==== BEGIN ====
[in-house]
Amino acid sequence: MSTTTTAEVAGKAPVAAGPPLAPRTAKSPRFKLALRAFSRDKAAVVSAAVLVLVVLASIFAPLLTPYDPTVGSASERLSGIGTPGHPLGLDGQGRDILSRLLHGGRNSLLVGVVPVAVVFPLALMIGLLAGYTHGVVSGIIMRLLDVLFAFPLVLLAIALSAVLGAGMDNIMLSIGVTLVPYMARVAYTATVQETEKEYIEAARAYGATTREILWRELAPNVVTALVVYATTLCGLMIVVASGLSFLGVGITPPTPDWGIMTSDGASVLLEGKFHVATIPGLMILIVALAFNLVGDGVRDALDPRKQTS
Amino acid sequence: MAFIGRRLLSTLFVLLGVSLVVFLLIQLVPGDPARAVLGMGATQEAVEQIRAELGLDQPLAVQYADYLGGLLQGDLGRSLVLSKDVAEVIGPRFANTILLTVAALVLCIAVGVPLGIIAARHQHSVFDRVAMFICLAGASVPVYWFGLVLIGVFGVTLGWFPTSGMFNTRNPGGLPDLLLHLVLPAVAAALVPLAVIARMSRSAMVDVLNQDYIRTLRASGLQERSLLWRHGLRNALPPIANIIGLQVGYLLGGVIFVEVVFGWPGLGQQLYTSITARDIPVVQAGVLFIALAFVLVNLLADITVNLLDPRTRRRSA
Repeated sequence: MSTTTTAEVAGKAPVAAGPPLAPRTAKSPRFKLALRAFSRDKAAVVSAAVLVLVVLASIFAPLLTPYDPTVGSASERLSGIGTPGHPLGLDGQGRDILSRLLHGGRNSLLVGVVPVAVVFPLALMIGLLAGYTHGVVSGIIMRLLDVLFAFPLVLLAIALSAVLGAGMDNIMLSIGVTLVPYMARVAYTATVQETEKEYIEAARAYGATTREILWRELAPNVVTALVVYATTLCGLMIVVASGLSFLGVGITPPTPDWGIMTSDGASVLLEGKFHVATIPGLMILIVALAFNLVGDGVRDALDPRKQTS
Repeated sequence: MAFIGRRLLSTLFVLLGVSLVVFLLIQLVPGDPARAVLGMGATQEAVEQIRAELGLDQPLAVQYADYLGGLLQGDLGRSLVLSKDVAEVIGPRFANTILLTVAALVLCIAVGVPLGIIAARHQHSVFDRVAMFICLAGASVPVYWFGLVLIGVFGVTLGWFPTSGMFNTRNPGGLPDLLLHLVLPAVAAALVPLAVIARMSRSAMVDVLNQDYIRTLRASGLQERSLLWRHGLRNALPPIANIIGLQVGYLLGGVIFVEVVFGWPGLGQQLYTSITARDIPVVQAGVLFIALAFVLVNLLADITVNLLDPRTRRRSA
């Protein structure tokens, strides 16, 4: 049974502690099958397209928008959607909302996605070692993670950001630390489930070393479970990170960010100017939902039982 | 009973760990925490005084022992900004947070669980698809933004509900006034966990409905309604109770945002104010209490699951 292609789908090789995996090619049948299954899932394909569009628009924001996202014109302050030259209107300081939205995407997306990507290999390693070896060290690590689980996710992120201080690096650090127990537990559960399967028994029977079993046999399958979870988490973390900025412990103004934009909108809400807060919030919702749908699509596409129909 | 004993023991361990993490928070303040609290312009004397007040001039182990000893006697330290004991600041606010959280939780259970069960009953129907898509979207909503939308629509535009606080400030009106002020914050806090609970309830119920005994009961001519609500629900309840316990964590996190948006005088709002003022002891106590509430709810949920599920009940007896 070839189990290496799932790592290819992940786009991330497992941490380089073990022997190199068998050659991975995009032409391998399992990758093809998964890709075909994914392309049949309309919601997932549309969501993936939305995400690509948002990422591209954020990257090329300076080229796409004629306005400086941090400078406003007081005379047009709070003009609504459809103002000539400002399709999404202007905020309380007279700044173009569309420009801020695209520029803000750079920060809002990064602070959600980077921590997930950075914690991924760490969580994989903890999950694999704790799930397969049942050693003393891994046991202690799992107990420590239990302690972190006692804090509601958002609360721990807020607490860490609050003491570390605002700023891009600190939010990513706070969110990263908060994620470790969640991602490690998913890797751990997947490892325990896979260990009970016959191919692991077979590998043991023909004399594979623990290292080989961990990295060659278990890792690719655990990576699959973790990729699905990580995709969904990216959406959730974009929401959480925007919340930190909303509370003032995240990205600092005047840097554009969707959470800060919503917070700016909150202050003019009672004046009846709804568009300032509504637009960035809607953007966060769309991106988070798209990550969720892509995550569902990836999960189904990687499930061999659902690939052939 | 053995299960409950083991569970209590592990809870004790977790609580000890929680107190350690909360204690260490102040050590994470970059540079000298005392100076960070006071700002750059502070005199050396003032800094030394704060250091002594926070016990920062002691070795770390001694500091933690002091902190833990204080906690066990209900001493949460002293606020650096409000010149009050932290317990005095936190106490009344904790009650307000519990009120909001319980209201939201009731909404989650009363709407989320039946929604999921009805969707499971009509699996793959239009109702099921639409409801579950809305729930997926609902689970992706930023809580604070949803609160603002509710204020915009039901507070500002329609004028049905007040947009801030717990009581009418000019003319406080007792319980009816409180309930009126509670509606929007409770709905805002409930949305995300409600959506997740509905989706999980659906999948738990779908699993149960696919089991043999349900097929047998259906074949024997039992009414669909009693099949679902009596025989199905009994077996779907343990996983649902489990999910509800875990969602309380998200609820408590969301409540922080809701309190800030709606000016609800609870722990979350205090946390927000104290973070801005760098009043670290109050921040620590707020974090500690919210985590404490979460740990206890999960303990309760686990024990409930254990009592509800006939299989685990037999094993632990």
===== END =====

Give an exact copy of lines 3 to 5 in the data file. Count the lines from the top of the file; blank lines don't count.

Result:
Amino acid sequence: MAFIGRRLLSTLFVLLGVSLVVFLLIQLVPGDPARAVLGMGATQEAVEQIRAELGLDQPLAVQYADYLGGLLQGDLGRSLVLSKDVAEVIGPRFANTILLTVAALVLCIAVGVPLGIIAARHQHSVFDRVAMFICLAGASVPVYWFGLVLIGVFGVTLGWFPTSGMFNTRNPGGLPDLLLHLVLPAVAAALVPLAVIARMSRSAMVDVLNQDYIRTLRASGLQERSLLWRHGLRNALPPIANIIGLQVGYLLGGVIFVEVVFGWPGLGQQLYTSITARDIPVVQAGVLFIALAFVLVNLLADITVNLLDPRTRRRSA
Repeated sequence: MSTTTTAEVAGKAPVAAGPPLAPRTAKSPRFKLALRAFSRDKAAVVSAAVLVLVVLASIFAPLLTPYDPTVGSASERLSGIGTPGHPLGLDGQGRDILSRLLHGGRNSLLVGVVPVAVVFPLALMIGLLAGYTHGVVSGIIMRLLDVLFAFPLVLLAIALSAVLGAGMDNIMLSIGVTLVPYMARVAYTATVQETEKEYIEAARAYGATTREILWRELAPNVVTALVVYATTLCGLMIVVASGLSFLGVGITPPTPDWGIMTSDGASVLLEGKFHVATIPGLMILIVALAFNLVGDGVRDALDPRKQTS
Repeated sequence: MAFIGRRLLSTLFVLLGVSLVVFLLIQLVPGDPARAVLGMGATQEAVEQIRAELGLDQPLAVQYADYLGGLLQGDLGRSLVLSKDVAEVIGPRFANTILLTVAALVLCIAVGVPLGIIAARHQHSVFDRVAMFICLAGASVPVYWFGLVLIGVFGVTLGWFPTSGMFNTRNPGGLPDLLLHLVLPAVAAALVPLAVIARMSRSAMVDVLNQDYIRTLRASGLQERSLLWRHGLRNALPPIANIIGLQVGYLLGGVIFVEVVFGWPGLGQQLYTSITARDIPVVQAGVLFIALAFVLVNLLADITVNLLDPRTRRRSA